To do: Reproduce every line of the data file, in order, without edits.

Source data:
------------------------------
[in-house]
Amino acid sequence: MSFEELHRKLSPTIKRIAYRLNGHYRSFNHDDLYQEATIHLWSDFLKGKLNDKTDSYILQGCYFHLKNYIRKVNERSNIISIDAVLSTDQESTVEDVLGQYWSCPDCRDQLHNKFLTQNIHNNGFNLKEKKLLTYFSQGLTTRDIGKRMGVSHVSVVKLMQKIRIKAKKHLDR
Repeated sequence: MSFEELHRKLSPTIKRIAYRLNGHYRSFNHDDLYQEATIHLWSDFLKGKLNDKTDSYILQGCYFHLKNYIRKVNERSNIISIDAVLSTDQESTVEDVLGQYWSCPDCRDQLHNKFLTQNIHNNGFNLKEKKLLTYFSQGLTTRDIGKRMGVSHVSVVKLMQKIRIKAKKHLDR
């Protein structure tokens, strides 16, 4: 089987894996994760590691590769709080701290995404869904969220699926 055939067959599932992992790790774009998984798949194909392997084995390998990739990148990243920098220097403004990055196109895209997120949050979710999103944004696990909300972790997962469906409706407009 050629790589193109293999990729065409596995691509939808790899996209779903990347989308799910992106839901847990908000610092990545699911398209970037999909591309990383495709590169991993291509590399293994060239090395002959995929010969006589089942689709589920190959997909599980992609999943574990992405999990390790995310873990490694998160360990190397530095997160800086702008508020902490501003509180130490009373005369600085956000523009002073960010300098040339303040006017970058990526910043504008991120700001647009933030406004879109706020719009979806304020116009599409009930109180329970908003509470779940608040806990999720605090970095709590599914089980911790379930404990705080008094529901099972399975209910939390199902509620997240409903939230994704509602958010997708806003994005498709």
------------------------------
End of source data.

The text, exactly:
[in-house]
Amino acid sequence: MSFEELHRKLSPTIKRIAYRLNGHYRSFNHDDLYQEATIHLWSDFLKGKLNDKTDSYILQGCYFHLKNYIRKVNERSNIISIDAVLSTDQESTVEDVLGQYWSCPDCRDQLHNKFLTQNIHNNGFNLKEKKLLTYFSQGLTTRDIGKRMGVSHVSVVKLMQKIRIKAKKHLDR
Repeated sequence: MSFEELHRKLSPTIKRIAYRLNGHYRSFNHDDLYQEATIHLWSDFLKGKLNDKTDSYILQGCYFHLKNYIRKVNERSNIISIDAVLSTDQESTVEDVLGQYWSCPDCRDQLHNKFLTQNIHNNGFNLKEKKLLTYFSQGLTTRDIGKRMGVSHVSVVKLMQKIRIKAKKHLDR
């Protein structure tokens, strides 16, 4: 089987894996994760590691590769709080701290995404869904969220699926 055939067959599932992992790790774009998984798949194909392997084995390998990739990148990243920098220097403004990055196109895209997120949050979710999103944004696990909300972790997962469906409706407009 050629790589193109293999990729065409596995691509939808790899996209779903990347989308799910992106839901847990908000610092990545699911398209970037999909591309990383495709590169991993291509590399293994060239090395002959995929010969006589089942689709589920190959997909599980992609999943574990992405999990390790995310873990490694998160360990190397530095997160800086702008508020902490501003509180130490009373005369600085956000523009002073960010300098040339303040006017970058990526910043504008991120700001647009933030406004879109706020719009979806304020116009599409009930109180329970908003509470779940608040806990999720605090970095709590599914089980911790379930404990705080008094529901099972399975209910939390199902509620997240409903939230994704509602958010997708806003994005498709």